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When it comes to games that put Nintendo enthusiasts on alert, compilations of mini-games are probably up there with movie licensed cash-ins. If a bold claim is made that a game offers dozens of games for the price of one download, eyebrows are raised and the final package will either be the greatest value ever offered to the world, or a disappointing mush of half-baked disappointments. 35 Junior Games does successfully find a middle-ground, to its credit, though would have been better as 10 Junior Games, give or take a few.

The first bonus for this game is that, after a count, there are indeed 35 games; that may seems obvious, but sometimes titles like these can be a bit deceptive or tricky with their names. In any case, the games on offer are split between Board Games, Card Games, Action and Puzzles. Board Games and Puzzles make up the bulk of what's on offer, which is understandable due to visual simplicity and formulaic rules making development easier; the Puzzle section is guilty of bending the 35 game rule by counting individual slide puzzles, though this just accounts for a few options. There are just four card games, while the Action section contains an intriguing mix of sport/arcade style games and some puzzle options that exist in this category, we assume, because of time limits and an emphasis on speed.

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It should be pointed out that with a target audience of young gamers there are some over-simplistic offerings, though there are also stand-outs. Air Hockey and Kids' Pong are exactly what they sound like, where you use the stylus to move your paddle; despite a quirky view of your half of the field on the touch screen and the top screen showing the whole play area, the latter along with intuitive controls work well in both instances. Other categories have competent versions of games that could be revisited, such as an auto-generating Sudoku game, Freecell, Hearts, Kids' Chess — which seemed like normal chess to us — and some match-two action in Mahjongg, with 300 stages to choose from. With three difficulty levels also available in select games, there are options to suit most players.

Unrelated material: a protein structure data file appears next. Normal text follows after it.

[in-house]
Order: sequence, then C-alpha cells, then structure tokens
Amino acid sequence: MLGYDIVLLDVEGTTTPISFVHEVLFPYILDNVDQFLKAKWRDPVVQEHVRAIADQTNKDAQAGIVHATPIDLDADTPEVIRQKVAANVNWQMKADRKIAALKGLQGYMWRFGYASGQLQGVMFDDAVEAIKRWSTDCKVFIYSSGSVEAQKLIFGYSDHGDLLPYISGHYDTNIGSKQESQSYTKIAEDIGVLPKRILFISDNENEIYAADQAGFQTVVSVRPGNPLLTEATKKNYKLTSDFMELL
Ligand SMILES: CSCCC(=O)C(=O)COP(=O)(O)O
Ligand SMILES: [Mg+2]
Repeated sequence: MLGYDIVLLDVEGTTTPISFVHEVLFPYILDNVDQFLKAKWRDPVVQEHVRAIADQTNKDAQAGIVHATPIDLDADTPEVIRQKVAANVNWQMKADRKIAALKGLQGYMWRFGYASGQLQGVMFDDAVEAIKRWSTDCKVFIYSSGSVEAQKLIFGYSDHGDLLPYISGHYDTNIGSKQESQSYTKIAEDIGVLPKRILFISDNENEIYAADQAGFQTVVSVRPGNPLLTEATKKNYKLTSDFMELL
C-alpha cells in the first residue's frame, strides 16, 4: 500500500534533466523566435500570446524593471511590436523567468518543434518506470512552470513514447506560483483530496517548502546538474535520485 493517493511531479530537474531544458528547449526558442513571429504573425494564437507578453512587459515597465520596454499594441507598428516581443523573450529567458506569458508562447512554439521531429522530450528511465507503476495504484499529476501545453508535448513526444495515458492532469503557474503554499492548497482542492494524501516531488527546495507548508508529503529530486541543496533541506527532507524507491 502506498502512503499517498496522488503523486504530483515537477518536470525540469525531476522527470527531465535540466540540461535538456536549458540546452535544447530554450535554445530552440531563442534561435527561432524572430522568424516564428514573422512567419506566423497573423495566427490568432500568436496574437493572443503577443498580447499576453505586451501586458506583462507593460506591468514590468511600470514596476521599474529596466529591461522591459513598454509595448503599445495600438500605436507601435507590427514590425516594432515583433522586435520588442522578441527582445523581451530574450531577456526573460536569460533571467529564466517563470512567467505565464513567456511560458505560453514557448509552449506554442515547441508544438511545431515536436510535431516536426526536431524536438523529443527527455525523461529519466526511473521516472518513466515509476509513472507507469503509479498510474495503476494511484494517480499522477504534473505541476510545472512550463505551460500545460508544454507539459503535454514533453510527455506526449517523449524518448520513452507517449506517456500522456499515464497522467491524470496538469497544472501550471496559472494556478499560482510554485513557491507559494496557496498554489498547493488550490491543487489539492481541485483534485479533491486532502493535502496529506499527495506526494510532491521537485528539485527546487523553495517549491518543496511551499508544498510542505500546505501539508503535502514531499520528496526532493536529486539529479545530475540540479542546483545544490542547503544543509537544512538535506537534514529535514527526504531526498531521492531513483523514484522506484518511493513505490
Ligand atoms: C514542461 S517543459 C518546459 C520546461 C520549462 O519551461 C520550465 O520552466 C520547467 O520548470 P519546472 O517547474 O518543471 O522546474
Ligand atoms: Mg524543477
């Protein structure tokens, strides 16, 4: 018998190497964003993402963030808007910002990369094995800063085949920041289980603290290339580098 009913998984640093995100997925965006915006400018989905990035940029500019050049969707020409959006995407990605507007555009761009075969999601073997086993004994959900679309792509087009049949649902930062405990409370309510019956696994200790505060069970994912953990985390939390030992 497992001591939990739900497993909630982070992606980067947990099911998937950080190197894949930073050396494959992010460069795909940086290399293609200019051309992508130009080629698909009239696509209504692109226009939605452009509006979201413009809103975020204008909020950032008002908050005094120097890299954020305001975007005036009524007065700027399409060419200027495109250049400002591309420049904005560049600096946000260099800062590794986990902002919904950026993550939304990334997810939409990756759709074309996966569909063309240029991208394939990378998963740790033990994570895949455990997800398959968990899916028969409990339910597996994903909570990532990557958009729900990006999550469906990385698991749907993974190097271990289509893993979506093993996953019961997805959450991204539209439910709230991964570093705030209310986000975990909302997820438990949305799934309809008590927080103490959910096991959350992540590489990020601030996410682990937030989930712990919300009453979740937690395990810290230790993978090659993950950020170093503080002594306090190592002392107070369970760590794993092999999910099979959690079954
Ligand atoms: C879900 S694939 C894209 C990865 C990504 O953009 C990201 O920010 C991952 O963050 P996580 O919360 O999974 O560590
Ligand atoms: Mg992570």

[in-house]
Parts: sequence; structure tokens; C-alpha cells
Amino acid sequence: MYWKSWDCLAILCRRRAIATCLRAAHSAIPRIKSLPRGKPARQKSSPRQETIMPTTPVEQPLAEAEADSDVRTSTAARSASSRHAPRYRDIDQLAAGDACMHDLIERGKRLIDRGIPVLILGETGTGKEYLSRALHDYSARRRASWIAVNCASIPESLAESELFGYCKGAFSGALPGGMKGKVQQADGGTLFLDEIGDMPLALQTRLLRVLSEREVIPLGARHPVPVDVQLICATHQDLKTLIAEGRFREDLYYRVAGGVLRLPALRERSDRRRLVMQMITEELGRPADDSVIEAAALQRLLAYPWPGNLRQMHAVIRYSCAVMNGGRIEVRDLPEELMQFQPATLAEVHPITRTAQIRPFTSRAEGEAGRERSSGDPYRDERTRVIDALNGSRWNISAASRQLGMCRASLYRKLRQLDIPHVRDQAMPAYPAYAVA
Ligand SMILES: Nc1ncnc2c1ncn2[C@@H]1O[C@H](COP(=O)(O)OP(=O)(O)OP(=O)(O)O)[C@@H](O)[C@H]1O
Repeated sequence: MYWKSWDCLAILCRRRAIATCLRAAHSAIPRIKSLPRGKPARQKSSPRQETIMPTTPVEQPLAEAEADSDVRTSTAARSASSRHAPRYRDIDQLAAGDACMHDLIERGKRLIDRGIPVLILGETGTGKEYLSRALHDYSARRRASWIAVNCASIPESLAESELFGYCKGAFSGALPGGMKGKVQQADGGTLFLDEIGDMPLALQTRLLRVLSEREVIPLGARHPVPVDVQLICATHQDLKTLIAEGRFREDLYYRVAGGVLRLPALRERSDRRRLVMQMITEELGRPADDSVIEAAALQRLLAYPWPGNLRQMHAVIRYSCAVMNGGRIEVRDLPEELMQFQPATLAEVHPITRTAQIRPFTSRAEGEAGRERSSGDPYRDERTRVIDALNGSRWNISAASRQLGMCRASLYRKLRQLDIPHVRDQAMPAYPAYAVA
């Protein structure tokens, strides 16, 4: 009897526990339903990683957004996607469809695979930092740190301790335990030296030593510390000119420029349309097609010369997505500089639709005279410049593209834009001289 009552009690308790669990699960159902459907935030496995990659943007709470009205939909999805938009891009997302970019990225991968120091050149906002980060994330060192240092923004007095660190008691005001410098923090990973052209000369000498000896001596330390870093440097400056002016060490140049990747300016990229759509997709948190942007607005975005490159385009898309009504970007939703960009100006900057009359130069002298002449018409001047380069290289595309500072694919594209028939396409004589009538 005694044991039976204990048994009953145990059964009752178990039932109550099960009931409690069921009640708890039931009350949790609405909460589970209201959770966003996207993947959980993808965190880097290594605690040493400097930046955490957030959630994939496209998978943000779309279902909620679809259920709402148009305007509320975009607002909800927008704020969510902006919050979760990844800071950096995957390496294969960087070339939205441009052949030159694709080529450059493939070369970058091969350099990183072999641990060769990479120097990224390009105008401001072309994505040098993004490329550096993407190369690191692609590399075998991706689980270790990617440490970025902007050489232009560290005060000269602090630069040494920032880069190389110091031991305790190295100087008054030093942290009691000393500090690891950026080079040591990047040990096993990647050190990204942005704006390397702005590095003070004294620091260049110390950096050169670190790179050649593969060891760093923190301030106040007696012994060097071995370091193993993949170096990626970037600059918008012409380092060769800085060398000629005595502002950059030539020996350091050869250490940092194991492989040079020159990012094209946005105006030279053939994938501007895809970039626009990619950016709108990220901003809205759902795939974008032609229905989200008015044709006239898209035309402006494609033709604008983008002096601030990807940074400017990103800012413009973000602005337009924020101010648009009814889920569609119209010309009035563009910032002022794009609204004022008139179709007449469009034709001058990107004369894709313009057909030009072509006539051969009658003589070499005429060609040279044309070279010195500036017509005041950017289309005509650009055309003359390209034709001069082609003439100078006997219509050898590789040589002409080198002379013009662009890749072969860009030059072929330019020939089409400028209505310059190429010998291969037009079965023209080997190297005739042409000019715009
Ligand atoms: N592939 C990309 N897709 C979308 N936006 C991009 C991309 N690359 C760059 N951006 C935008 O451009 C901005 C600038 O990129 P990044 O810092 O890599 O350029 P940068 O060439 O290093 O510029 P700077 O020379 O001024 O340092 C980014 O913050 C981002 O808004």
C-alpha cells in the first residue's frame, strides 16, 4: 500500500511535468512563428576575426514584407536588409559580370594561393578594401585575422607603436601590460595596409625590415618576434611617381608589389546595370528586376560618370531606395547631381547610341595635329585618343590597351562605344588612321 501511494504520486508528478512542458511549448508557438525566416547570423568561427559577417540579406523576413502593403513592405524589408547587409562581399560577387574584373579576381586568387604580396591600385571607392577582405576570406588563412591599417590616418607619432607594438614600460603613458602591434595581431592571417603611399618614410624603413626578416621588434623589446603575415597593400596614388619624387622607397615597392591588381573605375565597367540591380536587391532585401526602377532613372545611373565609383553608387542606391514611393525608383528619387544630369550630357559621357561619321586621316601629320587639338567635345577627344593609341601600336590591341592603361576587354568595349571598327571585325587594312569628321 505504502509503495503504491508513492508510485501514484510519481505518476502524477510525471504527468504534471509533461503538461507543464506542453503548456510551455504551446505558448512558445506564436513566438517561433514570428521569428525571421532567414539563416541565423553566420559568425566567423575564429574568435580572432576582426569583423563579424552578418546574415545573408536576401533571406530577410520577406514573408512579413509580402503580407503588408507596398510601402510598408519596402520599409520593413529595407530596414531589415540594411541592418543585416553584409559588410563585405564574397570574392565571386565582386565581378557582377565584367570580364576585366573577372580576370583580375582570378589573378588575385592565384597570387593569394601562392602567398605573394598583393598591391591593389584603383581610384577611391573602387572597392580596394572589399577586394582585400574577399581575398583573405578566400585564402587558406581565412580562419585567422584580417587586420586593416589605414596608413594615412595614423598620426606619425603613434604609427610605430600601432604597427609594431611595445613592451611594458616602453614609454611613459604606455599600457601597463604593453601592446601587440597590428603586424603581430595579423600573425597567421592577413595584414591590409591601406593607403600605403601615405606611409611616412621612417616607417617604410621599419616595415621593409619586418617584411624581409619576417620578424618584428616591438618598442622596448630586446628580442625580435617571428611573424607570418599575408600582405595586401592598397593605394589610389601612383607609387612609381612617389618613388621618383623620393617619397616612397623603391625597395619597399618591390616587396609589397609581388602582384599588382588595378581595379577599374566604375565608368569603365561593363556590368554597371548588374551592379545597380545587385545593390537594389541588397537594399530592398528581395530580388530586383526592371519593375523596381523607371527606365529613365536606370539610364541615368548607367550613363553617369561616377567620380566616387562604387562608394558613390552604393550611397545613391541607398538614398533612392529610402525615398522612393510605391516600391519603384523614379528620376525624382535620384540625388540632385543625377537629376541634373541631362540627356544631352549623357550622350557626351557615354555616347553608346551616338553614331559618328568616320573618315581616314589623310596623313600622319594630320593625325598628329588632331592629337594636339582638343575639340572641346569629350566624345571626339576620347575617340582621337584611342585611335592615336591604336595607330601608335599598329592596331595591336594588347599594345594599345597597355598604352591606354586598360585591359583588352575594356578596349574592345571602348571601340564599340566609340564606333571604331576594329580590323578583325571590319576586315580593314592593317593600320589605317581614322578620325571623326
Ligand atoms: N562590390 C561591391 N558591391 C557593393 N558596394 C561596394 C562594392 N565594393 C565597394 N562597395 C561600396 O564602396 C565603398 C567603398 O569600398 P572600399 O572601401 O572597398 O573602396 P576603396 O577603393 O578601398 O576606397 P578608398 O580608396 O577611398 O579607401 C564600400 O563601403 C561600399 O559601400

That's not to say these offerings are perfect, with compromises of the format showing through. In some cases the games are one-trick ponies with no variation, or there can be minor annoyances such as tiles or playing cards that can be rather small and hard to distinguish; not mini-game breaking in these cases. There are then a batch of mediocre mini-games that technically do a job, but are uninspired and uninteresting; examples are Queens — basically a Professor Layton chess puzzle — and a number of options in the Puzzle section that either revolve around sliding tiles, swapping tiles or spotting the difference. These aren't broken as such, but feel dull and a tad inconsequential.

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There were some games where we struggled to figure out what the heck we were supposed to be doing, possibly due to occasionally vague instructions — while we understood Mancala and Peg Solitaire, we struggled to make any real progress. The only true stinkers, of which every collection like this has some, are Darts and Fisherman. Darts is an abomination, requiring a flick of the stylus to launch a dart and being incredibly inaccurate and irritating in the process. Fisherman is bad for its sheer laziness; the screen shows a d-pad and face buttons, on which you must look for pink fish and quickly press the relevant button or direction — it's utterly redundant.

For a collection of 35 games, however, we consider this to be a decent record, with the earlier stand-outs salvaging the overall package. The biggest issue with this format is the aforementioned lack of polish or depth — with Sudoko and the basic Mahjongg title doing their best to avoid this problem — and young gamers are likely to feel the urge to jump around sporadically. Rather like going to a sweet shop packed full of dozens of options, it can be too distracting to focus on an individual game.

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Still, cerasus.media deserves credit for those mini-games that have been done well or, at least, passably, even if 35 Junior Games may struggle to focus a young gamer and keep their attention. In that respect it isn't helped by relatively bland production values, which though bright and colourful aren't particularly memorable, while the music will eventually irritate parents or anyone paying attention; the 3D effect varies from decent to a little jarring, but that's what the 2D setting is for. Three save profiles are nice, for children who don't want to share or want to have their own name on the screen when playing against AI in multiplayer games such as Chess or Hearts; it's important to note that no local or online multiplayer is included.


Collections that throw together a large group of mini-games are often, at best, competent at many things while failing to excel in any area. 35 Junior Games follows that trend, but does avoid — with a couple of exceptions — too many failures in design. Some of the games border on being very good versions, while some will be lucky to get a passing glance from most. The long list of games and bland presentation will likely combine to restrict too much dedication from young gamers, but this is a title that, at the very least, offers some choice options that avoid the worst pitfalls of its genre.